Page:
There's a foot of snow on my porch. The dog's already curled himself into a wool blanket. I'm drinking whisky and I think this poem is beautiful:
Snow buries cars and yews and garbage cans
Beside the dirty beige garage sits so
Delicately on the unwavering maple limbs.
A girl of ten who cannot sleep for
The excitement and enchantment of it
Watches the great specks falling through the globe
Of yellow light that is the streetlight nearest
To her house, the house in which she lies in bed
Protected from the dreamy descent of endless sky,
Protected from the wet and cold. Safe.
She feels her heart beating and it seems loud,
Louder than it should be but then she thinks how
It's something she never truly listens to, she's never
That still or the world around her isn't that still.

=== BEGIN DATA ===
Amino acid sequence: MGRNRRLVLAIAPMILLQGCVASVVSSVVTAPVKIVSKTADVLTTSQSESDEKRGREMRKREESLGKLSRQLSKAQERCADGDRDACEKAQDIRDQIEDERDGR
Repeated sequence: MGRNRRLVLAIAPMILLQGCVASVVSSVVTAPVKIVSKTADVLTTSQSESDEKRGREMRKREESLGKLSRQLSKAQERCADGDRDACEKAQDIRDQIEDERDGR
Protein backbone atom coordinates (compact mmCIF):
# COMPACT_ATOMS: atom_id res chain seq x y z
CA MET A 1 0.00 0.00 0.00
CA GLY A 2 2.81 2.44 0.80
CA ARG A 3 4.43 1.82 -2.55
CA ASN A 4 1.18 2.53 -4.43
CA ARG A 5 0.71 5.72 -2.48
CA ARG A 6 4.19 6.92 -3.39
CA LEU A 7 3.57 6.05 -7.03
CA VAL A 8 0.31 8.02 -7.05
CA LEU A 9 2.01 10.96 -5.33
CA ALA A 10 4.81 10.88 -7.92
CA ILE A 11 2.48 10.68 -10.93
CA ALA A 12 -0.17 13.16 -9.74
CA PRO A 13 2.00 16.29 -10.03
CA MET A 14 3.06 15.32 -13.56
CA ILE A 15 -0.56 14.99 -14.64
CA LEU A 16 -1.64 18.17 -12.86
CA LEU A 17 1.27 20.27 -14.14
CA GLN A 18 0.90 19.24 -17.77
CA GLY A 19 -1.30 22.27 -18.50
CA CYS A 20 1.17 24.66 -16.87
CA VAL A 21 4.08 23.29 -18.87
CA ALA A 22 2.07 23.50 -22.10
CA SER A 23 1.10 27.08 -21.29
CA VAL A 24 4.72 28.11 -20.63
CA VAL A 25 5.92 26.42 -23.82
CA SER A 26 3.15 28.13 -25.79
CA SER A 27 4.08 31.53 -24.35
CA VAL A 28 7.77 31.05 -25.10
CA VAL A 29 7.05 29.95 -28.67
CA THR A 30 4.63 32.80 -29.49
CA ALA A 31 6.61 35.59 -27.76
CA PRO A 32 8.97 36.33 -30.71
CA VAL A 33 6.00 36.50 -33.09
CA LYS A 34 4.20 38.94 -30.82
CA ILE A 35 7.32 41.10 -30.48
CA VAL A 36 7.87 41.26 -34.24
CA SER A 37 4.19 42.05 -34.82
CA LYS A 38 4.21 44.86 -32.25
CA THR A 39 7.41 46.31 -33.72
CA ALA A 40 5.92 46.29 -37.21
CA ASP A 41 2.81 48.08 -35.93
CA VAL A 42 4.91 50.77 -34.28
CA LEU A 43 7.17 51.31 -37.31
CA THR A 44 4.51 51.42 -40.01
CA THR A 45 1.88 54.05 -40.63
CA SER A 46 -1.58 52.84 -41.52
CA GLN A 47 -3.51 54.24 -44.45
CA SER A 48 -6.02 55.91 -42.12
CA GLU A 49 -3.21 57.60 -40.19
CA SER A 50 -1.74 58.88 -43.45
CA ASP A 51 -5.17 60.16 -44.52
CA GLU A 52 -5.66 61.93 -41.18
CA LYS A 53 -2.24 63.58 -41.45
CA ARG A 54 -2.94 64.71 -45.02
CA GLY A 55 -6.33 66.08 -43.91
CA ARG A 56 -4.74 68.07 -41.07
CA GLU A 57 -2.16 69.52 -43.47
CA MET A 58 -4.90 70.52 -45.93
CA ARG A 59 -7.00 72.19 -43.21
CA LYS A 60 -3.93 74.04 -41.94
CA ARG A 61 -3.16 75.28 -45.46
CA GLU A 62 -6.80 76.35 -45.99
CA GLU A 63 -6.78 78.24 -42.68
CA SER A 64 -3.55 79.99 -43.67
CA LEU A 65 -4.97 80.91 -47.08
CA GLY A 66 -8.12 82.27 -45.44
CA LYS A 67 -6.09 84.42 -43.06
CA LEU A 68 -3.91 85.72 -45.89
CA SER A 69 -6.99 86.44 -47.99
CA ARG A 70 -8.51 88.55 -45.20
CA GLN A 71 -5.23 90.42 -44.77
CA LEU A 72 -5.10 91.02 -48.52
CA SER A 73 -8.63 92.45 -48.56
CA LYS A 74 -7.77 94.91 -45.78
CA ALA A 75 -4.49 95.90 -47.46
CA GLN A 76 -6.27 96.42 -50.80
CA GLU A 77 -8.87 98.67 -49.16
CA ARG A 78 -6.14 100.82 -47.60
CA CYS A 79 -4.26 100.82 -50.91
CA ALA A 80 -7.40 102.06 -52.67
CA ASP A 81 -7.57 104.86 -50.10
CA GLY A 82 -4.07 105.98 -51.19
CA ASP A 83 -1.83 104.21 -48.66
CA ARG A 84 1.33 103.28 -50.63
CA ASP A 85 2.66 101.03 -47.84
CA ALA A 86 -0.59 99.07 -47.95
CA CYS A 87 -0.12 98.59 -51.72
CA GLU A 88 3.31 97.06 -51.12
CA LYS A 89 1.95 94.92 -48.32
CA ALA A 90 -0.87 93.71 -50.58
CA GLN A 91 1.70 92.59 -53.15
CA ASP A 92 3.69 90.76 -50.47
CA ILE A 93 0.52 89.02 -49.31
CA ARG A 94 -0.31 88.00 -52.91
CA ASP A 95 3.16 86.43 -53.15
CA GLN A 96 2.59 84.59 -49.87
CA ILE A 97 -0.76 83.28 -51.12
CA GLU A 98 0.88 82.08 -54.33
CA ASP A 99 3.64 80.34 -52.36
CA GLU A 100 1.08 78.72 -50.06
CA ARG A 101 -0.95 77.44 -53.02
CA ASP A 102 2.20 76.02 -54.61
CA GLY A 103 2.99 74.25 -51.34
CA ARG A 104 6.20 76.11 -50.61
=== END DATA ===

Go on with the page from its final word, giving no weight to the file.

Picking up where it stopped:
It's scary, this heart inside her chest that lives
Its own life, that one day will stop and she,
As they say in the tales she reads, will be no more.
Come morning, it may still be snowing.
A friendly important man on the radio
Will announce there is no school today.
She will be free to sculpt the drifts
And prairies into igloos, tunnels and walls,
To place snow on her tongue and taste
The cool airness, to feel the sting
Of wind-sifted flakes on her face.
Now, though, she goes to the window
And stares and stares. The snow feels like the heart
Of the whole world, falling, falling and perfect.
from Scattered Chapters (Sarabande Books, 2008)